Stuck Inside A Story (For 28 years…)

That’s how it feels. That’s what it is. Stuck. Trapped. Held prisoner. I can’t get out. But do I really want to? Evidence would suggest not. Sometimes I wonder what exactly I have done. Created a world, created characters, used some magic and a lot of hard work, an imagination I can’t control, and there you have it, an alternative reality I can’t escape from.

I had no idea this would happen when I started writing as a child. My first attempts were hand-written stories about lost and abandoned animals, heavily influenced by my love of Watership Down and other similar books. I didn’t write my first story about real people living real lives until I was 12 years old. What happened to tear me away from my quaint tales of lost dogs and runaway bunnies? Well, weirdly, this.


And this.


Watching The Lost Boys gave me a few vital ingredients for the story that would go on to hold me prisoner for the next 28 years. It gave me the main idea, the main concept and it gave me some characters. Or at least, it inspired me to create characters who would turn out to be the kind of people I wished I knew in real life. As for Stephen King, it was around this time that I started my collection and was well on my way to becoming a truly obsessed fan. Add to that strange mix, the recent divorce of my parents, the usual teenage angst and rebellion, and I had me a story. Remember the bit in The Lost Boys when the younger brother realises his mother is dating the head vampire? That’s where the idea for The Boy With The Thorn In His Side came from. It wasn’t called that back then. It wasn’t called anything for ages. But I kept thinking…what if your mother was dating a monster? Only not the vampire kind, the real-life kind? And what if no one believed you? And what if you only had yourself and your best friends to try to battle this person? It was a weird mix of asking ‘what if’ questions, my parents’ recent divorce playing on my own fears, a dewy-eyed fascination with the actor Corey Haim, and a love of horror and fascination with the darker side of human nature that spawned this tale.

In my mind, my main character Danny, who is 13 at the start of Part 1, looked a lot like Corey Haim, who I was quite a bit in love with at that age. Once I had him in my head, his character started to grow and evolve, and I think I wrote that very early first draft pretty quickly. I remember it was my absolute obsession for a while. I hated to be away from that story. I’d rush home from school and up to my room to pick up my notebook and pen. I’d write endlessly and passionately. I suppose at the time I had no real idea of what I was doing. I was sort of trying to invent friends, I think. People I was intrigued by, people who had drama in their lives. I felt like I was a character in the book too. I was so proud when I finished it. I even started a sequel. I showed my English teacher and she read it and gave me a merit certificate I had to go up in assembly to collect. I remember being embarrassed but happy. The certificate said I had written a novel. At age 12! I don’t think I have the certificate anymore, but here’s the book.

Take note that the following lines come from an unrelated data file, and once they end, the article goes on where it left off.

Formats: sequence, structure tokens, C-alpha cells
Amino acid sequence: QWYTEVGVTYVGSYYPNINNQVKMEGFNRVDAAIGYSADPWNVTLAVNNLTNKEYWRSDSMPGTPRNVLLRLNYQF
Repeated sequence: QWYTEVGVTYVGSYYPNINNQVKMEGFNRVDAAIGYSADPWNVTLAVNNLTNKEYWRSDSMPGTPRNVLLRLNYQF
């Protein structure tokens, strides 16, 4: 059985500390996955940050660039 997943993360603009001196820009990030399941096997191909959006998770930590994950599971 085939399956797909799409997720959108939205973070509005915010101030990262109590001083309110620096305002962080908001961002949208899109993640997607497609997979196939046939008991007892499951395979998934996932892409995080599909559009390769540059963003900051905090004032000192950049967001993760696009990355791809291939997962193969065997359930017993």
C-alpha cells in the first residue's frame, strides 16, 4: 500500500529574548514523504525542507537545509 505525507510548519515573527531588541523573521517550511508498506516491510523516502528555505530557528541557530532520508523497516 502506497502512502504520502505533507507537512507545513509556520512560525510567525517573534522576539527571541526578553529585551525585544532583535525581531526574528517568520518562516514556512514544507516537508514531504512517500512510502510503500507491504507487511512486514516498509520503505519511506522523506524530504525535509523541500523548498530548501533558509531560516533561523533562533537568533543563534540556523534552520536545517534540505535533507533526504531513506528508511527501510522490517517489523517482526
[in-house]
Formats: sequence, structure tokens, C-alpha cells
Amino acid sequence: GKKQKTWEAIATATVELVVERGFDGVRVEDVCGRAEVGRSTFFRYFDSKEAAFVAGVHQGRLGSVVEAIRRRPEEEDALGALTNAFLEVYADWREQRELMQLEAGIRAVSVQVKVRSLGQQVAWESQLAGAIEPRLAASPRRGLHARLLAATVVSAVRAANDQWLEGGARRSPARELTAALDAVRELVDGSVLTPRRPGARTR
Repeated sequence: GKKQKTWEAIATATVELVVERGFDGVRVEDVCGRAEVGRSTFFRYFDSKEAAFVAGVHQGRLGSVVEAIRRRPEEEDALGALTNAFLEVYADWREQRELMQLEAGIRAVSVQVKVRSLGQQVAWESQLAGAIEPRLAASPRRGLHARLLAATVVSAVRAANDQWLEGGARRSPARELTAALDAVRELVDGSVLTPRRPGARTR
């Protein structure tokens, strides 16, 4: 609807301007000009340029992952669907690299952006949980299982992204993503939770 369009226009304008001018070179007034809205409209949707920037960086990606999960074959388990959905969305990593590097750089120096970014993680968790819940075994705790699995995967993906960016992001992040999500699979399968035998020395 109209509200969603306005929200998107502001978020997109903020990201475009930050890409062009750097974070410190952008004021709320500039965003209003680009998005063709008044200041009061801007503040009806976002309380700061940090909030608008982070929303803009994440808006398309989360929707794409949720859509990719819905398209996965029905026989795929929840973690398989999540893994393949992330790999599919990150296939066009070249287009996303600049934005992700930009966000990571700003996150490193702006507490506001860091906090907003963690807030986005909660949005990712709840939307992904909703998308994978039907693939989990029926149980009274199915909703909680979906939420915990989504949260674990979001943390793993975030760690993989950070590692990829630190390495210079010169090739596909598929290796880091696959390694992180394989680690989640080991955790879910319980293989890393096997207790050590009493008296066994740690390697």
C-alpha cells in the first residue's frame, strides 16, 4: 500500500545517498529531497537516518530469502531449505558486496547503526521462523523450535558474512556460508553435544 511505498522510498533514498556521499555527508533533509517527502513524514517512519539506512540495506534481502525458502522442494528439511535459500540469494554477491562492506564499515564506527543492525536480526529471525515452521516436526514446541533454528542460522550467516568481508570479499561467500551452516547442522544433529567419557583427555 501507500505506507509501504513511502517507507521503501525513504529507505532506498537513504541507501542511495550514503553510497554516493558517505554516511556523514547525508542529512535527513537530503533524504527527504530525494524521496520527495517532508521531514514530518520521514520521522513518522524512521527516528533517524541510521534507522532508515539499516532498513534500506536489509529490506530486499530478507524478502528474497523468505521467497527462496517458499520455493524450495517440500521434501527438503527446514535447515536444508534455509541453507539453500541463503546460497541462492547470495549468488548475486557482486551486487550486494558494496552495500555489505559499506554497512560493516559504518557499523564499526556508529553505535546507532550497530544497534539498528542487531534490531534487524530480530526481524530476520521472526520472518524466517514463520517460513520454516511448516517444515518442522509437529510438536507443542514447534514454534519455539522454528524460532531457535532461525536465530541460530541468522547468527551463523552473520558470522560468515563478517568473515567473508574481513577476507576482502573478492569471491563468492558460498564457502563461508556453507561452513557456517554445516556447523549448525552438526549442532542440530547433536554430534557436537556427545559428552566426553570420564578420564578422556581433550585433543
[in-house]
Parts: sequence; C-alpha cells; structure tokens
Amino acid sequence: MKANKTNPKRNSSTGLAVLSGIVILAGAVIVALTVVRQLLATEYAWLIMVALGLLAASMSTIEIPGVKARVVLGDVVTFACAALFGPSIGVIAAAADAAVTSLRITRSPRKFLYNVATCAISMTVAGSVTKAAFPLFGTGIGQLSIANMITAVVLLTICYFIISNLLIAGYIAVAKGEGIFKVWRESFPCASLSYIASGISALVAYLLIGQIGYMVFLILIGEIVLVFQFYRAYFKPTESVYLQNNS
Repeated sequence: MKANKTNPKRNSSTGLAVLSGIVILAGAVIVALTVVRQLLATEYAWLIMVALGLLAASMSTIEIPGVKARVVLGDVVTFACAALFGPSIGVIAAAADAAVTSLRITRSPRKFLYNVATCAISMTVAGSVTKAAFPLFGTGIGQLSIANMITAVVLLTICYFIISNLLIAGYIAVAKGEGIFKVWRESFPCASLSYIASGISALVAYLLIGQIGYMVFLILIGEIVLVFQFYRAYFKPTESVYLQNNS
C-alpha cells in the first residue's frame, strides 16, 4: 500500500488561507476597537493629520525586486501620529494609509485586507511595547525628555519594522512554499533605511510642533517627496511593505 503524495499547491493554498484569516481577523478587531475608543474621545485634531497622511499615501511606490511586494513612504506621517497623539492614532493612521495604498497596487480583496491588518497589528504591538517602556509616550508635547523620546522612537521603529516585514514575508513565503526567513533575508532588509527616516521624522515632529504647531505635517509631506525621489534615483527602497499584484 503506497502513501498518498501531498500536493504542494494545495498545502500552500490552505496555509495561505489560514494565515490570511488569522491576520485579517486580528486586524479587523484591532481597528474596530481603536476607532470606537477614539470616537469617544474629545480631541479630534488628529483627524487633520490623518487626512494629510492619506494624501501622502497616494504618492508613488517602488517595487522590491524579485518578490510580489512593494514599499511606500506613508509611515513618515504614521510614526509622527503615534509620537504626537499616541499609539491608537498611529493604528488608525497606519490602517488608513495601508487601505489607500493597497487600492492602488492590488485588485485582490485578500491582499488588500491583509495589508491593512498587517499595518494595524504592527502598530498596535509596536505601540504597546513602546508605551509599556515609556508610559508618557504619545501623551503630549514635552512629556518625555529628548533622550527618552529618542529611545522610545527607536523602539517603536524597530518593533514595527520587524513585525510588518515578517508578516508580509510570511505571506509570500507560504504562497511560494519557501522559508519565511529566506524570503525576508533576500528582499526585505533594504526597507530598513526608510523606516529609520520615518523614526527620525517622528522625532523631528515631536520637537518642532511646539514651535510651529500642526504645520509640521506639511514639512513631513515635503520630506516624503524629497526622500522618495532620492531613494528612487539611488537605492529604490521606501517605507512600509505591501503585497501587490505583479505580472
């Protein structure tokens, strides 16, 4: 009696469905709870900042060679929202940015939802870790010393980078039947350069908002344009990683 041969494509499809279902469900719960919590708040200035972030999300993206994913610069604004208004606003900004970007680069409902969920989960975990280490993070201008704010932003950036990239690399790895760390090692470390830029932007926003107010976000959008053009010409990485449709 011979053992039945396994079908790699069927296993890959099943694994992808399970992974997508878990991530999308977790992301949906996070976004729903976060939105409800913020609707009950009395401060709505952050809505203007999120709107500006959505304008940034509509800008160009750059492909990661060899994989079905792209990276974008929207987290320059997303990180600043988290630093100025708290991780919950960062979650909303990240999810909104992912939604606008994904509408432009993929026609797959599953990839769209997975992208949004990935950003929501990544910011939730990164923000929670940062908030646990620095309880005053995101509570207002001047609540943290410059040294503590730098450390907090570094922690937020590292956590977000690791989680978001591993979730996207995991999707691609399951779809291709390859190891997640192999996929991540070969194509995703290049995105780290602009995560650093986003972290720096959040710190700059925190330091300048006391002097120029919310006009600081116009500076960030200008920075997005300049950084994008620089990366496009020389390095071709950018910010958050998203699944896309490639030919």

I started rewriting it after that. I had invested in an electronic word processor. It was the most exciting machine in the world to me! I could sit there and tap away and watch my words appear on this mini screen, before hitting print and then holding typed pages in my hands. What also happened to me at that age was that the story crept inside my brain. It kept me awake at night. It was company. I was never, ever bored. I’d look forward to bedtime because I knew I could lie there and think about my story before I fell asleep. I watched the scenes in my head like a movie. I heard them talking and arguing. Inevitably I came up with new ideas and extra bits, but mostly I just let them play it all out, and most of those imagined scenes have never made it into any of the books. It was just me, a fly on the wall of a made-up world, watching them live.


Here’s one of the many pictures I drew of the characters. Only some of these made it into the final version.


I rewrote that book again at aged 16. I’d started and not finished tons of other stories in that time. The book had opened a floodgate, forging a lifelong addiction to writing. But that one story, I couldn’t ever let it go. I rewrote it again at 19. I thought about it constantly during the non-writing years of balancing early motherhood with self-employment. The same story, the same characters always in my head, coming back to me night after night. I was 34 before I finally returned to it. I started writing in notebooks again, just like when I was a kid. Snatching spare moments, writing before bed, suddenly entirely addicted all over again, but this time it had to come out, it had to be finished.

I finally released it in 2013. The Mess Of Me snuck in and was released first because The Boy With The Thorn In His Side was so long and needed so much work. But finally, it was out. A real book I could hold in my hands! I’d done it. So now they would fall quiet, surely? I’d stop thinking about them. I’d stop playing out more scenes.

Well, no, not exactly. Before I knew it I’d penned a sequel, This Is The Day and released that too. That should have been the end of it it, but yet, it still wasn’t. The story itself was so enticing to me, and I was so invested in it, I couldn’t stop imagining other endings, and I guess, truth be told, in my head I did not want it to be over. So the stories went on. Every night, hi guys. What’s happening now?

I wrote an alternative ending in 2016 and included it in Bird People and Other Stories.That was supposed to draw a line under it, but it only made things worse. Now I couldn’t get the thought of other endings out of my head! What if this happened instead? What if? What if? For the fun of it, I started writing a screenplay in a notebook. Brand new material that led on from the original ending of book one, slotting in and delaying the ending, but finishing up before This Is The Day. This was only supposed to be for fun. To get it out of my system. To indulge myself even more than I already had. What the hell, what did it matter? It was for fun. I didn’t have to explain that to anyone!